How Does a Dishwasher Work?
The dishwasher is a common home appliance that saves countless hours of time compared to washing dishes by hand. Hand-powered versions were initially introduced in the 1880s, with electric-powered dishwashers following in the 1940s. Research has shown that dishwashers are much more efficient than hand washing, using less water, less energy and less soap.
Push of a Button
How dishwashers work is not very complex for the user as you simply load the dishes, place the soap into the proper area, press a button and the dishwasher does the rest. However, the internal mechanics are much more complex.
Before starting the dishwasher, you fill it with dishes, pots and pans, silverware and other kitchen utensils. You then select a particular cycle by pushing a button and start the machine. The available options correspond to the types of dishes, along with the duration and/or intensity of the cycle.
Soap, Water Mix
The fundamental concept behind dishwashers is that they combine hot water with detergent, making a sanitizing mixture that is then sprayed on the dishes. When you put the soap into the machine and turn on the dishwasher, the detergent mixes with the water in the first few minutes. Sensors within the unit make sure that the water does not overflow, a situation that would cause damage for both the dishwasher and the surrounding area of the kitchen.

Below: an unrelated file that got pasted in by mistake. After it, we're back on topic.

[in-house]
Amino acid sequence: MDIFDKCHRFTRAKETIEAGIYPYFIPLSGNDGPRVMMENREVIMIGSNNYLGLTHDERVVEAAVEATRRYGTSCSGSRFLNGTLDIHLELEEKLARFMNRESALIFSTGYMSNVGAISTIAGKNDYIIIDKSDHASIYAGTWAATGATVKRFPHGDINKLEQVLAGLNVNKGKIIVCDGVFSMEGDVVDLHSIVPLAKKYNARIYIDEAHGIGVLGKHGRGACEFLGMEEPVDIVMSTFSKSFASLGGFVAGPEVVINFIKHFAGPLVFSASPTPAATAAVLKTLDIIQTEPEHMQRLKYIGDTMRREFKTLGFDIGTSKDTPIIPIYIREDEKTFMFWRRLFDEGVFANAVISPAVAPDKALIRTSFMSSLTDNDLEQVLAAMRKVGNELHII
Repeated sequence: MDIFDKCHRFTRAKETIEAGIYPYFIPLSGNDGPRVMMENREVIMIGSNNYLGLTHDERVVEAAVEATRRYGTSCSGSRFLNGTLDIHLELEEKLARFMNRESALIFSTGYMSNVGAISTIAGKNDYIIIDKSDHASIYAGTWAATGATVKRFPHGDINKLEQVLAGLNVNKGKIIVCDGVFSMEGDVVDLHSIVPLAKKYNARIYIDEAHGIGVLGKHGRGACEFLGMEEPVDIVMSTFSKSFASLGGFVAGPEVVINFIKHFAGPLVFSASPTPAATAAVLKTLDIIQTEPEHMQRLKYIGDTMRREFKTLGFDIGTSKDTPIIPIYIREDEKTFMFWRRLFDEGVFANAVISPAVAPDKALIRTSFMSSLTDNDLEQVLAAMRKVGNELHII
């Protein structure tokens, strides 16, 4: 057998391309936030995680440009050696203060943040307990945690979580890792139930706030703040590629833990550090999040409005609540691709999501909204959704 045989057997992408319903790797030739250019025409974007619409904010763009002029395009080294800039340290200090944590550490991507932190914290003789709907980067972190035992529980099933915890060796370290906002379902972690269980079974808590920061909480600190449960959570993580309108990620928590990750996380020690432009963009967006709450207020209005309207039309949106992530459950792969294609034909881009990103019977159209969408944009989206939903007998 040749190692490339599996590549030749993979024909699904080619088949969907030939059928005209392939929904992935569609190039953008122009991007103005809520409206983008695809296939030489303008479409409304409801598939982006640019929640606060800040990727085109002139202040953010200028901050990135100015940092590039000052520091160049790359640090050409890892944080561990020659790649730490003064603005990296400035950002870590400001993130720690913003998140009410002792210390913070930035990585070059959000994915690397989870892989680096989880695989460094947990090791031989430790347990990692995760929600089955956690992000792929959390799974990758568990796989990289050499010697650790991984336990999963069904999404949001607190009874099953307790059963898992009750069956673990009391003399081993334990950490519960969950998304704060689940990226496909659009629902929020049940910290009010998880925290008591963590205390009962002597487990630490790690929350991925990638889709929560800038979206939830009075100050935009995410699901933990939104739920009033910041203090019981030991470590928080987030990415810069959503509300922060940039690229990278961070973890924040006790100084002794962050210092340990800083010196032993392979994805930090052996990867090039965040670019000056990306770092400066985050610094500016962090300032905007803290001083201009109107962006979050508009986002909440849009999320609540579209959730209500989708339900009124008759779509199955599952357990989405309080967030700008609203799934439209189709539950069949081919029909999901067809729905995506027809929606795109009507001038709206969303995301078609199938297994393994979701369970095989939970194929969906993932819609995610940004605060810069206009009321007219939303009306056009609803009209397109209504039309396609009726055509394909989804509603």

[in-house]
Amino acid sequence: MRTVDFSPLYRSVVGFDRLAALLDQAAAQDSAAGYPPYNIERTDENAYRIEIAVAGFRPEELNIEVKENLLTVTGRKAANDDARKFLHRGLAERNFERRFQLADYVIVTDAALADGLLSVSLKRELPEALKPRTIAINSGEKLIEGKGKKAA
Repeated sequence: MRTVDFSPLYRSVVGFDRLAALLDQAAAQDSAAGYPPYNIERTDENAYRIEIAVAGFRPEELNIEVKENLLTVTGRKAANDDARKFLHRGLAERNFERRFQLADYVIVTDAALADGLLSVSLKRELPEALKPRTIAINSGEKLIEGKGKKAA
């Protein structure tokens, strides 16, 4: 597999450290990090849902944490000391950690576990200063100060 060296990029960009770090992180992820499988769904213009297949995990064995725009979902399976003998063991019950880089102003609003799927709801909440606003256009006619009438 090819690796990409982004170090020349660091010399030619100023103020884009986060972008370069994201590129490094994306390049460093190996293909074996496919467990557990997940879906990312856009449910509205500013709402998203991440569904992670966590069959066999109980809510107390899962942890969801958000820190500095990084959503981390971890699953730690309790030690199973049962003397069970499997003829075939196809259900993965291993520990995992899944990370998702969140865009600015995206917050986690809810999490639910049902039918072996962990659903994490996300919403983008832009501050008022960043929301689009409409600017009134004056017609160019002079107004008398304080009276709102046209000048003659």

Dishes Jet Sprayed
The motor forces the water up through jets in the dishwasher, causing it to spray the dishes with the water and detergent. The force of the water removes the food particles and grime from the dishes while the soap sanitizes them. After the wash cycle, more water is sprayed on the dishes to rinse them, then the water drains from the bottom of the unit back through the plumbing. Depending on the dishwasher, the dishes are either air dried using a fan to circulate the air or heated through the use of an electric heating element. A thermostat inside the dishwasher makes sure that the dishwasher does not overheat.
Once a dishwasher has finished its cycle, the machine will turn off. The result will be, in a properly working machine, a dishwasher full of spotless items.
Dishwashers have evolved in size and use throughout the decades. Today's versions are bigger, use less energy and are safer to use. Some dishwashers are outfitted with soil sensors that monitor the dirtiness of the water, advancing to the next sensor cycle once the water is sufficiently clean. This helps ensure that the items will be thoroughly cleaned. The time it takes for a dishwasher to run has also decreased, as many modern day versions can clean a rack of dishes in 15 minutes or less.